Rv2031c of Mycobacterium tuberculosis: a master regulator of Rv2028-Rv2031 (HspX) operon.

Mushtaq, Khurram and Sheikh, Javaid A and Amir, Mohammed and Khan, Nargis and Singh, Balvinder and Agrewala, J N (2015) Rv2031c of Mycobacterium tuberculosis: a master regulator of Rv2028-Rv2031 (HspX) operon. Frontiers in microbiology, 6. p. 351. ISSN 1664-302X

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Genes belonging to the same operon are transcribed as a single mRNA molecule in all prokaryotes. The genes of the same operon are presumed to be involved in similar metabolic and physiological processes. Hence, computational analysis of constituent proteins could provide important clues to the functional relationships within the operonic genes. This tends to be more fruitful in the case of Mycobacterium tuberculosis (Mtb), considering the number of hypothetical genes with unknown functions and interacting partners. Dramatic advances in the past decade have increased our knowledge of the mechanisms that tubercle bacilli employ to survive within the host. But the phenomenon of Mtb latency continues to baffle all. Rv2031c belonging to dormancy regulon of Mtb is predominantly expressed during latency, with myriad immunological roles. Thus we attempted to analyze the operon comprising Rv2031c protein to gain insights into its role during latency. In the current study, we have carried out computational analysis of proteins encoded by genes known to be a part of this operon. Our study includes phylogenetic analysis, modeling of protein 3D structures, and protein interaction network analysis. We describe the mechanistic role in the establishment of latency and regulation of DevS-DevR component system. Additionally, we have identified the probable role of these proteins in carbohydrate metabolism, erythromycin tolerance, and nucleotide synthesis. Hence, these proteins can modulate the metabolism of Mtb inside the host cells and can be important for its survival in latency. The functional characterization and interactome of this important operon can give insight into its role during latency along with the exploitation of constituent proteins as drug targets and vaccine candidates.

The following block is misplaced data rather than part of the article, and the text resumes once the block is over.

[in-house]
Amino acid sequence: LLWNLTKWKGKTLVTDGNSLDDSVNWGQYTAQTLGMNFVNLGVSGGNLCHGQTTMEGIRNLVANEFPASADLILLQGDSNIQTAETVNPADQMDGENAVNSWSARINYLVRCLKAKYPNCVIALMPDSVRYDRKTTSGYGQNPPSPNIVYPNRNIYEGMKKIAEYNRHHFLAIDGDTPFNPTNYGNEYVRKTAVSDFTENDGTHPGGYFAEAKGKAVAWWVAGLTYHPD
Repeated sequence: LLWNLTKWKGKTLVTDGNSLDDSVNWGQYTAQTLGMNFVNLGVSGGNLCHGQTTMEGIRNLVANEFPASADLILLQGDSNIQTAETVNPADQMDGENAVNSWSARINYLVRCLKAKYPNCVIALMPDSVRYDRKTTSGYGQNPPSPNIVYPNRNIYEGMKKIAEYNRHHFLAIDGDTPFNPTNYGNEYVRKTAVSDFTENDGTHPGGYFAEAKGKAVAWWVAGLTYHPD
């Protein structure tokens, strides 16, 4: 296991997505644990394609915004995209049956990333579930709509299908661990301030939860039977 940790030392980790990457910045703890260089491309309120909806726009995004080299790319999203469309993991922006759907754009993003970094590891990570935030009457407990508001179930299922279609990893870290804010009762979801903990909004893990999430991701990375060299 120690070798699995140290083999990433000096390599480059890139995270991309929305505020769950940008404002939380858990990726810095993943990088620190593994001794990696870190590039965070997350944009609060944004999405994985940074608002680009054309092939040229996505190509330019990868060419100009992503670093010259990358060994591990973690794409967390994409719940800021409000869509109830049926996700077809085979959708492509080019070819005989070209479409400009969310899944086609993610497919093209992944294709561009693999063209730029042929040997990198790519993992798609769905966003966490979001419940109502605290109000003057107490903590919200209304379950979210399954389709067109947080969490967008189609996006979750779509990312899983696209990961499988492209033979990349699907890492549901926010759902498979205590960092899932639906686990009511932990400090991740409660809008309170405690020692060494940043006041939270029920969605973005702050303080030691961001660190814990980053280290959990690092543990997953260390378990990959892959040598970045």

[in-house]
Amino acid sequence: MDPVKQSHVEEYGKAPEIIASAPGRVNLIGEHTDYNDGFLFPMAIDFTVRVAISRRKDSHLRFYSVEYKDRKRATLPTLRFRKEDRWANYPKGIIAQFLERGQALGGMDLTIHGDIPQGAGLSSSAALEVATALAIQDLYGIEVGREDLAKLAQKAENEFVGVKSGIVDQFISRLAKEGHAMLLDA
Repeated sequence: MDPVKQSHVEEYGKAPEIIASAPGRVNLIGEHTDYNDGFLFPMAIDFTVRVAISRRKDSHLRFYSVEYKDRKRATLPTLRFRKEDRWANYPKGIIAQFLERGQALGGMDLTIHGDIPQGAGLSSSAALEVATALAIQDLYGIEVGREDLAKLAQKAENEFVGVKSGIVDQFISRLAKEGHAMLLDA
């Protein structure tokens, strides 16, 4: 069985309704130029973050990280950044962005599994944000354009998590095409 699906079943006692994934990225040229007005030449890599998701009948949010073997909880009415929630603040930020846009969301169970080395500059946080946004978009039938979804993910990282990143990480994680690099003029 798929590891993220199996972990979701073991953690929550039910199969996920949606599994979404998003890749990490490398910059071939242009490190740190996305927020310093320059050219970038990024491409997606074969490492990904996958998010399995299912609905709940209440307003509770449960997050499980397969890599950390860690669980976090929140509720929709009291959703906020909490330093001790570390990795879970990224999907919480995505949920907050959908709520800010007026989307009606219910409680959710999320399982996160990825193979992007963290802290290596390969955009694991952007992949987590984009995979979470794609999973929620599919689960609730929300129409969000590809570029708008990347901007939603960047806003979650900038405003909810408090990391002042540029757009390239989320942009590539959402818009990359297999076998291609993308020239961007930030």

Item Type: Article
Additional Information: Copyright of this article belongs to Frontiers Media S.A
Uncontrolled Keywords: latent TB infection; molecular docking; phylogenetic analysis; protein interaction network analysis; protein modeling
Subjects: Q Science > QR Microbiology
Depositing User: Dr. K.P.S.Sengar
Date Deposited: 13 Jul 2015 12:59
Last Modified: 22 Jul 2015 04:22
URI: http://crdd.osdd.net/open/id/eprint/1633

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